1506 Methurricanes: It would be next to impossible because NOLA is surronded by water, the Providence barrier is only 3,200 ft. long, and then it runs into bluffs.

meh, NewOrleans needs a new Dome anyways... a big yellow one.
"We all live in a Yellow Submarine, a Yellow Submarine, a Yellow Submarine..."
Member Since: August 21, 2007 Posts: 0 Comments: 4860
1551. LargoFl
Quoting SrChiefFan1:


You do realize that your statement would cover the Keys? They have had a history of being completely underwater with significant devastation. So do you think the government should start forcing relocation of the folks living in the Barrier Islands know as the Keys?
money and budget matters being what they are..the govt isnt going to be buying any land, trillions in the hole now..but maybe..some day in the far future
Member Since: August 6, 2011 Posts: 4 Comments: 39132
IT IS NOT YOUR EYES. LESLIE IS MOVING WEST AND MAYBE A TAD SOUTH OF WEST.
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1549. KEEPEROFTHEGATE (Mod)
Mîkhā'ēl LOOKS TO BE NEXT


Member Since: July 15, 2006 Posts: 173 Comments: 54339
1548. BDAwx
Quoting MahFL:


The building codes on Bermuda are probably the strongest in the world. A cat 3 would not be too much of a problem.


While many homes would be little worse for the wear, trees and infrastructure would be crippled. Additionally, gusts can be one-two categories higher than the sustained winds and so roof damage would be widespread. - eg. Hurricane Fabian 2003

Plus, since everything is so expensive, not many homes/buildings/infrastructure would have to be damaged for a storm to cost us millions.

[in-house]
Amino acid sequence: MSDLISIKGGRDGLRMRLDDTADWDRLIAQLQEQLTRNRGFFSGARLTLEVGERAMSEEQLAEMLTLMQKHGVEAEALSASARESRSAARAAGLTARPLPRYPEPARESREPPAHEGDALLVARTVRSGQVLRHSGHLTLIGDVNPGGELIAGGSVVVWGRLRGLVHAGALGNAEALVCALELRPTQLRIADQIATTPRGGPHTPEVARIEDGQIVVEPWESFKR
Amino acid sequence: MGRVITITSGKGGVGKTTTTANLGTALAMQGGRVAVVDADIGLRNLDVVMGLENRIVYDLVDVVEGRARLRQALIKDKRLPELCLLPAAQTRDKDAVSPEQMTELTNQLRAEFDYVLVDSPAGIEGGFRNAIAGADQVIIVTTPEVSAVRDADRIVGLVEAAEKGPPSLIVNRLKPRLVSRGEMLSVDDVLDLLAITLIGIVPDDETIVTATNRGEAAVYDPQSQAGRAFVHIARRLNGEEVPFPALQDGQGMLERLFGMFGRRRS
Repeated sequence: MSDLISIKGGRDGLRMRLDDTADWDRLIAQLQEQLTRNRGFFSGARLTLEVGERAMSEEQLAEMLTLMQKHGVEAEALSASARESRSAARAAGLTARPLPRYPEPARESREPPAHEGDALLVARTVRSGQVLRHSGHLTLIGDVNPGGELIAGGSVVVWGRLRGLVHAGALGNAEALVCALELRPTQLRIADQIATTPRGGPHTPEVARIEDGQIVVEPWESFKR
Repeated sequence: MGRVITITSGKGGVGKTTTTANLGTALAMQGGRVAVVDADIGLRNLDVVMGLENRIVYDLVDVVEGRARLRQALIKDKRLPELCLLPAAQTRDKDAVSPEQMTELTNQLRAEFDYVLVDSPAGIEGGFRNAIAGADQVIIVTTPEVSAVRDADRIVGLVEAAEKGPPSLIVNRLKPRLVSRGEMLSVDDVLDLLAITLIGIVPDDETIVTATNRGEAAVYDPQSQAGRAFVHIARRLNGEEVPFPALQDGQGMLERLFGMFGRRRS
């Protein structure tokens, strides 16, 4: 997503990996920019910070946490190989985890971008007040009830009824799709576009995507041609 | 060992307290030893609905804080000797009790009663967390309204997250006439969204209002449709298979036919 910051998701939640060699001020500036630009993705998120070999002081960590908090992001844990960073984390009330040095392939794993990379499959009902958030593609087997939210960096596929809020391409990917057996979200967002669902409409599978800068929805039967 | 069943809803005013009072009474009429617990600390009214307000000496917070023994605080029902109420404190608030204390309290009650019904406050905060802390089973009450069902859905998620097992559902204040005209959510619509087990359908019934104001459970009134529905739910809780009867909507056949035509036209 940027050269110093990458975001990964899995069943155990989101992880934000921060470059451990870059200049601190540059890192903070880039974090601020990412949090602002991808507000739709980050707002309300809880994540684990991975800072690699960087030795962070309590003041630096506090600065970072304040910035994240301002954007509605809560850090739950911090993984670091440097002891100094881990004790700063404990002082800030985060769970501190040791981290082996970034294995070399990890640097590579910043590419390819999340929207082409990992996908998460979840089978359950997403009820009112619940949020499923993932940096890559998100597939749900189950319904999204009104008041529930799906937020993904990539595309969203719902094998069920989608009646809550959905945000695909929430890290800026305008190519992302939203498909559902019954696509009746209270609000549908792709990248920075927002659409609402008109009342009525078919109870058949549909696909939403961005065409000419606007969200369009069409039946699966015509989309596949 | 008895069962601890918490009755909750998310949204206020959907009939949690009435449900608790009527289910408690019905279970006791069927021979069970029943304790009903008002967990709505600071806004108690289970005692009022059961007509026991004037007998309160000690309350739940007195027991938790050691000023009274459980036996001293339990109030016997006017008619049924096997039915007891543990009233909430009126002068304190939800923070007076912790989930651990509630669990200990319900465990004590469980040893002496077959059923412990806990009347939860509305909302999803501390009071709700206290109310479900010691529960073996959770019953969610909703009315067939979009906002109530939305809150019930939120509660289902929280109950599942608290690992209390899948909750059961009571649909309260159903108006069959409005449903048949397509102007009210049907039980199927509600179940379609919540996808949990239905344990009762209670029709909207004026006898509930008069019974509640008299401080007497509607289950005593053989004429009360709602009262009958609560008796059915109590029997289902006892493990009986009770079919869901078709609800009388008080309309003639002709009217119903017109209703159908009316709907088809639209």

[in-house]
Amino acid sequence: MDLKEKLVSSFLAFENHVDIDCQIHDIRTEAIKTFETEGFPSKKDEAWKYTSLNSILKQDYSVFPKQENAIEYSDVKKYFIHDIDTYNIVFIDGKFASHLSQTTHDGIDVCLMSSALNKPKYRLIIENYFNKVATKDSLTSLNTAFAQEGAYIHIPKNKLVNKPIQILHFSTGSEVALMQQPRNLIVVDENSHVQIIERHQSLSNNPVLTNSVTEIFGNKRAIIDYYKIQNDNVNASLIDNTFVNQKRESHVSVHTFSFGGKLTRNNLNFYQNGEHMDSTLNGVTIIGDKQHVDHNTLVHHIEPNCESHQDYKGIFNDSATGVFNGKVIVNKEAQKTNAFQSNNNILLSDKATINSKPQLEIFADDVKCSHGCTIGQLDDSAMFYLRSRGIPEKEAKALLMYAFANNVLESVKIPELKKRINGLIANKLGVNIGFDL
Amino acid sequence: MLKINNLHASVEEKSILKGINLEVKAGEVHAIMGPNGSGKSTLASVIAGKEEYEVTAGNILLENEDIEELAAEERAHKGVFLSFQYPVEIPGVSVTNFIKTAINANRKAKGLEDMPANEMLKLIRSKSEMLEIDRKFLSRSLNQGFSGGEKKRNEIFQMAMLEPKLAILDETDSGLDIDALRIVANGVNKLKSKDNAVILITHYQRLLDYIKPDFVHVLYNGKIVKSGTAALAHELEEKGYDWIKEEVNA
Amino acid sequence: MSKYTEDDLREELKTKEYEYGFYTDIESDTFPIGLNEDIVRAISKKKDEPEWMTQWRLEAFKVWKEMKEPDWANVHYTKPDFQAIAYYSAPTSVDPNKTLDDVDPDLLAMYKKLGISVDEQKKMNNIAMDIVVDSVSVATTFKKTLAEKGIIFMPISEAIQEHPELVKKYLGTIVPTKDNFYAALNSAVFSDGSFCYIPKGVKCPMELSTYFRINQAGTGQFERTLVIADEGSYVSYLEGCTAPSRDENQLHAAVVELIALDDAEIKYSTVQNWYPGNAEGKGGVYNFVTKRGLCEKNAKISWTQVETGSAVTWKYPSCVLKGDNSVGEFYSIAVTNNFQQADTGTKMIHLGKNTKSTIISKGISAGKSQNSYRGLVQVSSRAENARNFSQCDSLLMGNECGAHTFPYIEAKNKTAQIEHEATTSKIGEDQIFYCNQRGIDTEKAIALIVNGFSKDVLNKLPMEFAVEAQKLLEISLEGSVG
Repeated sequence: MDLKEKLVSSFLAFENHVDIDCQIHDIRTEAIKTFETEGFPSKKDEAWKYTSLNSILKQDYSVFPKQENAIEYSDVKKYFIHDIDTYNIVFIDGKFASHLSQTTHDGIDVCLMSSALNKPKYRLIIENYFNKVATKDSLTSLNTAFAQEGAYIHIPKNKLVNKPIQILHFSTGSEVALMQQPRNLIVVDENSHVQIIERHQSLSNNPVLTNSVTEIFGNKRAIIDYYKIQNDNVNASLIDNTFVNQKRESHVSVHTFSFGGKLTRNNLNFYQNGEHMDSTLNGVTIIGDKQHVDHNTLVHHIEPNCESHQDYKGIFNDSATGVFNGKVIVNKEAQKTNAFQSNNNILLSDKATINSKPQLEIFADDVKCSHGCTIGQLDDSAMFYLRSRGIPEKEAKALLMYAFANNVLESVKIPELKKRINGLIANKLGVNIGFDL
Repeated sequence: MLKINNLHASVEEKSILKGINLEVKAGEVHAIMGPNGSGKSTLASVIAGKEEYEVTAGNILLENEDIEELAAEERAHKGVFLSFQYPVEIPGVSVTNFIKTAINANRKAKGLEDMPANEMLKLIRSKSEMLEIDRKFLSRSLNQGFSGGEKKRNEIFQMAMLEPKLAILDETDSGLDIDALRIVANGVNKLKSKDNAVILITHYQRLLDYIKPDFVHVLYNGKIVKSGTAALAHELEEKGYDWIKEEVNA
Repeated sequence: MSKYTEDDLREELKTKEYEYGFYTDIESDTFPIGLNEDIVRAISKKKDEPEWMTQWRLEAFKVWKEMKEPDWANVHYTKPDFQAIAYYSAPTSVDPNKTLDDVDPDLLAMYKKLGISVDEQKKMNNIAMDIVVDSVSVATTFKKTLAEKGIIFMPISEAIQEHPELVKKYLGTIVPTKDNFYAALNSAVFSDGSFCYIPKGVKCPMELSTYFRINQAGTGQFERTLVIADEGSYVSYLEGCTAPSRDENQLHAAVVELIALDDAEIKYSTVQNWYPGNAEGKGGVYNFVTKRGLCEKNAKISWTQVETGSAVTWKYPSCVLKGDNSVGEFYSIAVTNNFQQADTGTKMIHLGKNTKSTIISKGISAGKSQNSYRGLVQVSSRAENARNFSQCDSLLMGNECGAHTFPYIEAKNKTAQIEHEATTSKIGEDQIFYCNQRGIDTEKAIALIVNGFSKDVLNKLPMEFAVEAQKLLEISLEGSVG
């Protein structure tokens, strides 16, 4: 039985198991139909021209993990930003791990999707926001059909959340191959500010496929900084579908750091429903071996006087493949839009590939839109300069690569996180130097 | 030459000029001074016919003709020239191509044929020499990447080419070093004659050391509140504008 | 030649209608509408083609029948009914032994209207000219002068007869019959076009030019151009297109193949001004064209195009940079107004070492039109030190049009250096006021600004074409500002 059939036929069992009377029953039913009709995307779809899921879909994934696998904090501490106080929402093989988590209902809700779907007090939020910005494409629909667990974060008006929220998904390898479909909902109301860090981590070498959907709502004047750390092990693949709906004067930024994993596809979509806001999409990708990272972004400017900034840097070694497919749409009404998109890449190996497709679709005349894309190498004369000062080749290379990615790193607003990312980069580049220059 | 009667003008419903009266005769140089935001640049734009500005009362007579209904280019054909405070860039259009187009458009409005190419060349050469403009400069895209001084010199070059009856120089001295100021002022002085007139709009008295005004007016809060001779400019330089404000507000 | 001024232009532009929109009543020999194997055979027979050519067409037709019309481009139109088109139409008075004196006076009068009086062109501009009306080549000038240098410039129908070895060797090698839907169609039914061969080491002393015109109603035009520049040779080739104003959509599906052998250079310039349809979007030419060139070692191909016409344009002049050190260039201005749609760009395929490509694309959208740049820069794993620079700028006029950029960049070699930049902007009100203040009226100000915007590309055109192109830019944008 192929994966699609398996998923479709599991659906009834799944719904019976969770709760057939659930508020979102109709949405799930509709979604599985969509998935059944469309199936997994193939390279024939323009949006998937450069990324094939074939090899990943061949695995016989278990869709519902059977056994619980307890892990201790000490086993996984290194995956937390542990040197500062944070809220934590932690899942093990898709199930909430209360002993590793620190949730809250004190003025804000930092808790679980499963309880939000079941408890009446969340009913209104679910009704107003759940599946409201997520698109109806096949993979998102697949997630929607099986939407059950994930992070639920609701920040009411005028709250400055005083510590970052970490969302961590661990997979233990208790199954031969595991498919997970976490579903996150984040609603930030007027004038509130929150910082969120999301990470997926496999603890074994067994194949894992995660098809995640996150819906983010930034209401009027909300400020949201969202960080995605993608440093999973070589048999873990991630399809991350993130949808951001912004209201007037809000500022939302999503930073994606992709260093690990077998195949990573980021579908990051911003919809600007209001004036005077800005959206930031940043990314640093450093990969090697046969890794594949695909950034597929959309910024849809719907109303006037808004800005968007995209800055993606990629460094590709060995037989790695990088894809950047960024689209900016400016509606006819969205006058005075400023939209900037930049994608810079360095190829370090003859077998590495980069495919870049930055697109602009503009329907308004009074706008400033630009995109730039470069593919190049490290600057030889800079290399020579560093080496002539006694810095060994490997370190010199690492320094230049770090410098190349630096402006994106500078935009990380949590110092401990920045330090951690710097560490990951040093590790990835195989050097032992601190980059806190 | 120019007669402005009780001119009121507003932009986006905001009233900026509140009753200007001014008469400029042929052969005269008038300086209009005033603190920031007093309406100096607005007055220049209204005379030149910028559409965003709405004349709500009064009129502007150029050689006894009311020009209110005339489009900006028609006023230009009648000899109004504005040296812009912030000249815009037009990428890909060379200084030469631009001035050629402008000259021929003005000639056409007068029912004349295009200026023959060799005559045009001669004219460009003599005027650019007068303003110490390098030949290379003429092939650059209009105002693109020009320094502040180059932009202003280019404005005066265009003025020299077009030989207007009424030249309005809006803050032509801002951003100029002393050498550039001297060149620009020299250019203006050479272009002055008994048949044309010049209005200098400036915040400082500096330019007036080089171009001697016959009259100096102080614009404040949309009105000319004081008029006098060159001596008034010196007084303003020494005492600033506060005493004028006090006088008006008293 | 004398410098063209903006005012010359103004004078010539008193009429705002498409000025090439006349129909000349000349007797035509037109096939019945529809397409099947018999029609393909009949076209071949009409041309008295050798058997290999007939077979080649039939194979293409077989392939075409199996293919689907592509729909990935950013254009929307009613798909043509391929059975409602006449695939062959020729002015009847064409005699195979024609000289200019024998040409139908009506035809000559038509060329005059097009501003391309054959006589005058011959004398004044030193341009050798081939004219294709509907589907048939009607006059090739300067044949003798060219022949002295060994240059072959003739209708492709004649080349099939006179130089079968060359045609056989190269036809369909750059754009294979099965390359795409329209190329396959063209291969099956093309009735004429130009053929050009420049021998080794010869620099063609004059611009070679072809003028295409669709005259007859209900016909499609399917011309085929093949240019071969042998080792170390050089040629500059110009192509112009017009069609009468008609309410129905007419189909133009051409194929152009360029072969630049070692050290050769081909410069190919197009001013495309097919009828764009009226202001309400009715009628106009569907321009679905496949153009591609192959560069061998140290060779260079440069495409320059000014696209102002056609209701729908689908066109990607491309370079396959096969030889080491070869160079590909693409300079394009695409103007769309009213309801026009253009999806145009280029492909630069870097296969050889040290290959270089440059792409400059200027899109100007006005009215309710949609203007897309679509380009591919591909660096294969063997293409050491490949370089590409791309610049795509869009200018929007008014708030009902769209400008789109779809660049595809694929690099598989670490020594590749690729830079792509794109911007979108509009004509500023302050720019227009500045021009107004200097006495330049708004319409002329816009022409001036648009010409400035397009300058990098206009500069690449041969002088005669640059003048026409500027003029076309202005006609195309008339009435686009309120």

Member Since: August 3, 2009 Posts: 51 Comments: 526


3 hours earlier

Now! Is the Gap closing?
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Quoting kwgirl:
So when will FEMA and the "powers that be" start refusing to allow people to rebuild in the flooded areas? At one point the NFIP was going to purchase the land of anyone wiped out by storm surge on barrier islands. This has not happened, to my knowledge, but I think it should. I think we have to start relocating towns to higher ground, rather than trying to tame the waterways. I wonder when the day will come, what type of horrific disaster has to occur before the government starts forcing relocation. People need to acknowledge the fact that the seas are rising and the chances of getting flooded are increasing. I guess Katrina was not enough. Maybe I will not see it in my lifetime, but I think down the road, there is going to be serious "Come to Jesus" talks about relocating cities in harms way. Maybe I should invest in some moutainous cheap land as a future investment for my grandchildren. Oh, that's right, 12-21-12 is coming :)